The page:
The Turkish government is launching an investigation into social media posts it believes exacerbated the recent collapse of the lira, blaming what it calls "fabricated news" for the currency's plunge.
According to a report from the Financial Times, which cites Turkey's state news agency, the chief prosecutor in Istanbul has launched an investigation into "persons who are involved in actions that threaten social peace, domestic calm and unity, and confidence in the economy," citing false or manipulative statements in news programmes and on social media.
Separately, Turkey's Capital Markets Board, the country's central bank and financial regulator, said it plans to seek fines and even prison sentences for those who spread "erroneous and fabricated news and statements" about the ongoing crisis that has seen the lira lose more than a quarter of its value in just a week.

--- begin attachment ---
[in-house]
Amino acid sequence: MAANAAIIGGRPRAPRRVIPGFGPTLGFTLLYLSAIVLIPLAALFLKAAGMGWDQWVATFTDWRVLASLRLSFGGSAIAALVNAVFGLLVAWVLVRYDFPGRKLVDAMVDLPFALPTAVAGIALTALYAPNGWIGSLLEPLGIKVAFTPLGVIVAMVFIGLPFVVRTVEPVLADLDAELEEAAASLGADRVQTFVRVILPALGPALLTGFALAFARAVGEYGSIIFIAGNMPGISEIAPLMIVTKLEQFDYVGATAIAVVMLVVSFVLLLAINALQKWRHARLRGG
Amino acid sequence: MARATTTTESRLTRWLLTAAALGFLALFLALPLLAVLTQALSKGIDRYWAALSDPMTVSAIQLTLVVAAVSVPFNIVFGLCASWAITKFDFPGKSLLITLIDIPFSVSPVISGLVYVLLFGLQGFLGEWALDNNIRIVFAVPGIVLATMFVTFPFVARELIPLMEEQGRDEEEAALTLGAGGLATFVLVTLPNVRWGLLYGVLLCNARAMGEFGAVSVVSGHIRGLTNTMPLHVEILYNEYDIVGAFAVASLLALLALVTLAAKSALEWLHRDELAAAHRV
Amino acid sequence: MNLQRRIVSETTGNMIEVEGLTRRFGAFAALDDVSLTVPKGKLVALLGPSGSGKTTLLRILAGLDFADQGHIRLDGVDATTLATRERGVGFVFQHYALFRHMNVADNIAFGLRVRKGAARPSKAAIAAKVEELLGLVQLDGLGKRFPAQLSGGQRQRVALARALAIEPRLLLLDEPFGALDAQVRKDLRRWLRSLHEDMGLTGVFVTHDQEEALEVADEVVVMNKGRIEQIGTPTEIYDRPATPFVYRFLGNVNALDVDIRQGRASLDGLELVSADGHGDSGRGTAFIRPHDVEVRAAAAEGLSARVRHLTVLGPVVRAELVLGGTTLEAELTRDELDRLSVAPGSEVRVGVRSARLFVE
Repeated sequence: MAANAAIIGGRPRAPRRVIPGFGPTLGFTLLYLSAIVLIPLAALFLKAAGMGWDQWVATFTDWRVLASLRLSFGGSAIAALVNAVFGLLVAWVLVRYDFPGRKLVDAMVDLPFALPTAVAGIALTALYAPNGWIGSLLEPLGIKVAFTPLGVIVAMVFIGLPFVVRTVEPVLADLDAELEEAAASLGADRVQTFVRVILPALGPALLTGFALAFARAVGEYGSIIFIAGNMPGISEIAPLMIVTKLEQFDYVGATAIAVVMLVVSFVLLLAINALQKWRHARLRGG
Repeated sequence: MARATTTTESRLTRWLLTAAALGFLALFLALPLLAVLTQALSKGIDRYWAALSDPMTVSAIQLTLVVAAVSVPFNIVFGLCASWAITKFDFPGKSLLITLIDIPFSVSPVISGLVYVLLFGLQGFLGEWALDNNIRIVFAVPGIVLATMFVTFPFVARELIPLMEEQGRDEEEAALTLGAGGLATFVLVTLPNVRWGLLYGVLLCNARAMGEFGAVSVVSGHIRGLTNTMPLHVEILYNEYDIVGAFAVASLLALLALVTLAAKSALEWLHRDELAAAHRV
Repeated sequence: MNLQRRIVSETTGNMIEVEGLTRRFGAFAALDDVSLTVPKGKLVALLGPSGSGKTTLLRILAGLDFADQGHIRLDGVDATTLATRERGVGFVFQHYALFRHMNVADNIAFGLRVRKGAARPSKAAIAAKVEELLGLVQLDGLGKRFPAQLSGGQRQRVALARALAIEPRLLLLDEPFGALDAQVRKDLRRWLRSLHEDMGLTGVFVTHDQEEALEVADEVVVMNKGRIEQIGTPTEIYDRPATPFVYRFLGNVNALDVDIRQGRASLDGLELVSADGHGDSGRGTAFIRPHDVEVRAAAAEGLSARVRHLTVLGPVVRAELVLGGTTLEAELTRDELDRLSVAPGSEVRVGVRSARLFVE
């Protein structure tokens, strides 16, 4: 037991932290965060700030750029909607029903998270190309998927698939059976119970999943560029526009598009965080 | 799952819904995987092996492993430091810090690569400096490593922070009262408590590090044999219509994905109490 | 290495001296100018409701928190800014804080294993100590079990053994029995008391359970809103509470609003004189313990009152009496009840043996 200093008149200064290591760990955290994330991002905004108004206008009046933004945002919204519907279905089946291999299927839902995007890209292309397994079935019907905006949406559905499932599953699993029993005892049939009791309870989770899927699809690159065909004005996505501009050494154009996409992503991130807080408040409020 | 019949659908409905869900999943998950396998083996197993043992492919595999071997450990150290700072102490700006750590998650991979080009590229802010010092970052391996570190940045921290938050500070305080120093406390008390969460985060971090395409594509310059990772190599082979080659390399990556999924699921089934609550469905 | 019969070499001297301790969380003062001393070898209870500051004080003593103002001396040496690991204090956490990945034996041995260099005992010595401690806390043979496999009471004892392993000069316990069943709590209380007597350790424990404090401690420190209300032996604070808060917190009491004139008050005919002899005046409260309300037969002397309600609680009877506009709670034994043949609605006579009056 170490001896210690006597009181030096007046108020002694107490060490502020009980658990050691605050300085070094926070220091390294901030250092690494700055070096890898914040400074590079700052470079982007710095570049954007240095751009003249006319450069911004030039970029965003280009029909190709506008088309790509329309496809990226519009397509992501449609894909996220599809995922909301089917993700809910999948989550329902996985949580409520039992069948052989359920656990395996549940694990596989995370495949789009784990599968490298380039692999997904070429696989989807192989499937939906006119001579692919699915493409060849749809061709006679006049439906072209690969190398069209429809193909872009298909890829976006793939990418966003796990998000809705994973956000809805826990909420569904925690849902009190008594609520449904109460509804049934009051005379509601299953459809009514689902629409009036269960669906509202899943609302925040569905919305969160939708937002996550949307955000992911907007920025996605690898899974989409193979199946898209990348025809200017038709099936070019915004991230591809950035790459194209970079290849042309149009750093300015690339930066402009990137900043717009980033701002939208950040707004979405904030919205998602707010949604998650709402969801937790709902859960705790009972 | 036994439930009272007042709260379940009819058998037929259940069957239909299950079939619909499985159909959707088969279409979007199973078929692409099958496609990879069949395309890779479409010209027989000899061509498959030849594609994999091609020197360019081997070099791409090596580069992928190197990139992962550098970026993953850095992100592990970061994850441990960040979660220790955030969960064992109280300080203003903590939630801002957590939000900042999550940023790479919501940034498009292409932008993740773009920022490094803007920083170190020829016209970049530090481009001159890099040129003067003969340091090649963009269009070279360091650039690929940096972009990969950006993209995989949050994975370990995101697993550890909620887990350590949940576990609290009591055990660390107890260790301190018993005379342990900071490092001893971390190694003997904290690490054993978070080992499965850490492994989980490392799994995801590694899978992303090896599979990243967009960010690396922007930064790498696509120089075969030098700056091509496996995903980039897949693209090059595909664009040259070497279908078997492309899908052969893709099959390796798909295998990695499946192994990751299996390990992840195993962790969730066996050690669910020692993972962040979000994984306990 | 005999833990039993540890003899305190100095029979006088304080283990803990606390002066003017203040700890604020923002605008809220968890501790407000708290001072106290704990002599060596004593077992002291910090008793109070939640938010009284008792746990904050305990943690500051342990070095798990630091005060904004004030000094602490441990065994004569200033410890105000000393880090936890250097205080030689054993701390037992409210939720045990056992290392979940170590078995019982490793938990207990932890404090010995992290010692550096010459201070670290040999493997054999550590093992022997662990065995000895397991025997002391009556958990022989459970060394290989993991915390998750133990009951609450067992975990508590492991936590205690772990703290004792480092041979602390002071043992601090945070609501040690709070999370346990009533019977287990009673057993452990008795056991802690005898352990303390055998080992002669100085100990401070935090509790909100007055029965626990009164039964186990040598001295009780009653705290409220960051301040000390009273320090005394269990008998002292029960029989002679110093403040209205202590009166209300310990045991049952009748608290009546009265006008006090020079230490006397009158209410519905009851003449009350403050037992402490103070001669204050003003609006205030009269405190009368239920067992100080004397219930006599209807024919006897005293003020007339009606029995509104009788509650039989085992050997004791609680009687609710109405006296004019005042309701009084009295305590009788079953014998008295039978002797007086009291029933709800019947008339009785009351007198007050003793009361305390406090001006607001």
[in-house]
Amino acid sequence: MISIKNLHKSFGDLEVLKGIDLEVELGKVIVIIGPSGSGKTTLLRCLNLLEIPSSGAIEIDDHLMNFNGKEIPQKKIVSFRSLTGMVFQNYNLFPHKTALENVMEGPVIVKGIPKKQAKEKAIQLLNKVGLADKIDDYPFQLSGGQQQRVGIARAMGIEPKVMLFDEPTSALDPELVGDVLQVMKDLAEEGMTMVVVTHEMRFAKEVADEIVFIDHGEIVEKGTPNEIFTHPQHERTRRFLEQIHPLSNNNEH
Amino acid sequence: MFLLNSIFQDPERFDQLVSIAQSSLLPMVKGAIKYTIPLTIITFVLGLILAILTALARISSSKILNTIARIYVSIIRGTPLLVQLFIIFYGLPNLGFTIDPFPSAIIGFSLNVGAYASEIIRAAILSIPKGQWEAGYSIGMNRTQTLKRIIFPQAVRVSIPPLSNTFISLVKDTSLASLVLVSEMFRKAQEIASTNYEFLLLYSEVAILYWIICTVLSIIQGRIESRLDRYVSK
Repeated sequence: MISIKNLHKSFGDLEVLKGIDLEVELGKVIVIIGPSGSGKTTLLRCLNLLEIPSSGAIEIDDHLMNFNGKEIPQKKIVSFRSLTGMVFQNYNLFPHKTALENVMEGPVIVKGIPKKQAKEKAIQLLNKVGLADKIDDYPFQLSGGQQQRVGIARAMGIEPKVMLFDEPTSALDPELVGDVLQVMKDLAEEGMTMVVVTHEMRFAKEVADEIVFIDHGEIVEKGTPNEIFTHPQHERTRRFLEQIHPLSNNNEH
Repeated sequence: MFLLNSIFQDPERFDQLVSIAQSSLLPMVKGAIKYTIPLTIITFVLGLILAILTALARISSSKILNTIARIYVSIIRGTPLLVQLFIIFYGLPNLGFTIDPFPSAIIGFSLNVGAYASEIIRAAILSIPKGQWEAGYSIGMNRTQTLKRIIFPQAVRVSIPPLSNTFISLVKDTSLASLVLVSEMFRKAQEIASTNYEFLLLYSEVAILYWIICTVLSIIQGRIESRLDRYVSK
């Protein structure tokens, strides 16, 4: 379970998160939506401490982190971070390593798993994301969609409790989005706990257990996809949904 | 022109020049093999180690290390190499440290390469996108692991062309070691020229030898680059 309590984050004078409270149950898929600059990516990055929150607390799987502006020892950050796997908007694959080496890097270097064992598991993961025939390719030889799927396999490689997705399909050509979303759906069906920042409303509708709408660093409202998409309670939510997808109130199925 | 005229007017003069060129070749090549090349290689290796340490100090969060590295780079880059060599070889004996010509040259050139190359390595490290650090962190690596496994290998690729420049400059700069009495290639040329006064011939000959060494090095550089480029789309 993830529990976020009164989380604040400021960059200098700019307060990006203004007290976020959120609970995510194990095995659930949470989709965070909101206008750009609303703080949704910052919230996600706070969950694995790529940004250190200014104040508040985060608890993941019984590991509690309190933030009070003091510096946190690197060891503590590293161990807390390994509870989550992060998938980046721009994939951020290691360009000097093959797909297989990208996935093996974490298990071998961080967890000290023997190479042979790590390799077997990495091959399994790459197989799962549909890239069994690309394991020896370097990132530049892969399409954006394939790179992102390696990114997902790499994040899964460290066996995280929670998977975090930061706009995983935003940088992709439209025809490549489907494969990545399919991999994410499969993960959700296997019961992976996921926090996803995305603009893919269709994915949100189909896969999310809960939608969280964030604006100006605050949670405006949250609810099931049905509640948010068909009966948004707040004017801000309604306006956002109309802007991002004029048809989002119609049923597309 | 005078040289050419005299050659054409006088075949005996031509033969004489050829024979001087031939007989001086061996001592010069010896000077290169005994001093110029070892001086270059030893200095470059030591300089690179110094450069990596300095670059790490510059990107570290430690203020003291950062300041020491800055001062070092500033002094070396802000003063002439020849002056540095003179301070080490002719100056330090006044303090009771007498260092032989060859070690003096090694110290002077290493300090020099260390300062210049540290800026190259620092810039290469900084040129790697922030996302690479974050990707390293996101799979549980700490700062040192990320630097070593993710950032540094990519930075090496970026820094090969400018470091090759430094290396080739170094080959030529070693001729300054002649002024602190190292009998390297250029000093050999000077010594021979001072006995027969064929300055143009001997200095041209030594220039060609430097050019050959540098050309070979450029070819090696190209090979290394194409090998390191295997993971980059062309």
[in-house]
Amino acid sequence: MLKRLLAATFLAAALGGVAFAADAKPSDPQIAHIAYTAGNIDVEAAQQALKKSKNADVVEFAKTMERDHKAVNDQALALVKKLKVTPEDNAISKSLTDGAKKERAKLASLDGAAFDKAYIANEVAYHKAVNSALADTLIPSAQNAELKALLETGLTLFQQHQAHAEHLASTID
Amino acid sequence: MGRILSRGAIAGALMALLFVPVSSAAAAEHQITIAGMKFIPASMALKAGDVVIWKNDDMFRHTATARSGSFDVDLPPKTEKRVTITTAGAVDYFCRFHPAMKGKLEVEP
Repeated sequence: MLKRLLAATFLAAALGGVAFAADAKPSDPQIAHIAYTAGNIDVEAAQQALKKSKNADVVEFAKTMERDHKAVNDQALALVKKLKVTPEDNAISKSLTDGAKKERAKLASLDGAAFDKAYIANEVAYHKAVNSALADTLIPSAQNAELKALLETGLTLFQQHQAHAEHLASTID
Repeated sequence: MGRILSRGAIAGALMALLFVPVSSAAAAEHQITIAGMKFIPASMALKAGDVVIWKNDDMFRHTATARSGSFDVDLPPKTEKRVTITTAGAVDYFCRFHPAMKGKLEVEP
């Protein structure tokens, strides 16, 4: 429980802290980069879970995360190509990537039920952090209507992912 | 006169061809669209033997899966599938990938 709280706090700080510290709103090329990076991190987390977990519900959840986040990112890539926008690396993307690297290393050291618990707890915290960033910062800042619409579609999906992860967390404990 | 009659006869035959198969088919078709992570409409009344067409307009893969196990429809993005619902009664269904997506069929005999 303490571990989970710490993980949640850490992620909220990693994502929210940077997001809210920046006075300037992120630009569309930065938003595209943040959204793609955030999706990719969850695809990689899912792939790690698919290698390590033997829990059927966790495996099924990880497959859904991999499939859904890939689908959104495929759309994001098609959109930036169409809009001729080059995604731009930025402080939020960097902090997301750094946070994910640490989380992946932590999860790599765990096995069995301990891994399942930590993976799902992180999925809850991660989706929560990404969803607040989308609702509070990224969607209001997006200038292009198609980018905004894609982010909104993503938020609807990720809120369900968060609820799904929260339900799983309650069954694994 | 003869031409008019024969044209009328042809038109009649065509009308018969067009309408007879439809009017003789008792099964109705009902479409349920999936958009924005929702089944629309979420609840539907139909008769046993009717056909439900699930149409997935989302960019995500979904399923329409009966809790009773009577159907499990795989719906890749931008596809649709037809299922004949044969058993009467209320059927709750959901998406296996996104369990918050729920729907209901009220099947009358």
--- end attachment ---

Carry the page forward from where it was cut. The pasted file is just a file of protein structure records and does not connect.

The TCMB said it will seek prison sentences of two to five years for people who use news or social media to try to "affect the prices and valuations of capital market vehicles or investors’ decisions through their statements, reports, news stories, and analysis."
The Turkish currency's slide comes amid rising tension with the US over trade. US President Trump authorised increased tariffs against Turkey on Friday.
"This perception operation is a part of the economic war confronting our country," Erdogan's communications advisor Fahrettin Altun tweeted after a speech by the president on Sunday.
"Nowhere in our president’s statement did he say there was a situation in which bank deposits would be seized. His words were aimed at strengthening Turkey’s economy and reflect our state’s determined stance, and had the tenor of a warning to prevent the flight of foreign exchange from our country," he added.
More on the Turkish meltdown and its impact:
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